This is a long and complicated case that included the standing of the parties involved, jurisdiction and if the appeal was filed within the guides of the law. Allow me to stick to the subject at hand.

There was no question as to whether the LJCC is a religious organization. Its mission statement makes that clear; that its purpose was “to enhance and promote Jewish life, identity, and continuity.”The LJCC is center of the Jewish community in Lancaster.

LaBoon argued that the LJCC was not religious enough to qualify for Section 702 protection. Based on the evidence, the court rejected this claim. The court also rejected her claim of “retaliation” for her accusations that two other employees were dismissed for reasons contrary to the title.

The case was appealed and based on all of the evidence presented the Court of Appeals agreed with the District Court and summary judgment that LaBoon’s termination was justified and that the LJCC was a religious organization, thus exempt from the Civil Rights Act and Section 702. The Supreme Court refused to hear the case.

But the case of “Grappling Ignorance” may be different and because we do not have all the information, may or may not be a violation of Section 702.

First, because atheists do not consider their nontheistic position a “belief” or “religion,” would an atheist fall outside of this exception? I believe this is a very valid question and one the courts need to explore.

Second, is the school public or private? If private, is it affiliated with a religious sect? This is an important point. If this is a public school system, there is no doubt in my mind that Grappling may have been wronged and should seek action.

Third, is this a publicity stunt to help Grappling Ignorance drive people to his YouTube site? In other words, is this a clever hoax in the name of advertising?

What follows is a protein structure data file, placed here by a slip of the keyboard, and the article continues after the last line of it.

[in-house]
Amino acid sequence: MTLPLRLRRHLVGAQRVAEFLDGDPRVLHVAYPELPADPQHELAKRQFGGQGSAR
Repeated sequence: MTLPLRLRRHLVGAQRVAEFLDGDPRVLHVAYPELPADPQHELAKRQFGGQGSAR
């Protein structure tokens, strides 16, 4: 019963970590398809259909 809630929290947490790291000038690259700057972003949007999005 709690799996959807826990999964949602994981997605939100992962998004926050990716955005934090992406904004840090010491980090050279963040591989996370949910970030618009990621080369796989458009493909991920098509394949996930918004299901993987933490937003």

Regardless of the circumstance, I believe the first question is the most important. If atheists, and I pride myself to be among this loosely knit organization of slow moving fun seekers, do not considered themselves a “religion,” what legal standing do they have even if the entity is a public institution?

Unfortunately, I do not know the answer. Do you?

David Rosman is an award winning editor, writer, professional speaker and college instructor in Communications, Ethics, Business and Politics. You can read more of David’s commentaries at ColumbiaMissourian.com andNew York Journal of Books.com

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About David Rosman

David Rosman is an award winning editor, writer, professional speaker and college instructor in Communications, Ethics, Business and Politics. You can read more of David’s commentaries at ColumbiaMissourian.com, InkandVoice.com and NYJournalofBooks.com.
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One Response to Is Atheism a Protected Religion?

  1. Very old thread, but the question is still valid.

    “If atheists, and I pride myself to be among this loosely knit organization of slow moving fun seekers, do not considered themselves a “religion,” what legal standing do they have even if the entity is a public institution?”

    “Discrimination on the basis of religion” covers a lot of things. Specifically, it includes both discrimination against people who hold religious belief X, AND discrimination against people who do not hold religious belief X. Furthermore, belief X does not have to be a religion all by itself; it can be a tenet of a religion. A Christian who believes in, say, the holy trinity would be discriminating on the basis of religion if they fired another Christian for NOT believing in the holy trinity.

    So believers are discriminating on the basis of religion if they fire someone for being an atheist; likewise, atheists would be discriminating on the basis of religion if they fire someone for being a theist, even if that person doesn’t follow a particular religion.

    As you go on to point out, that isn’t the only consideration in an employment dispute, but atheists are protected same as anyone else.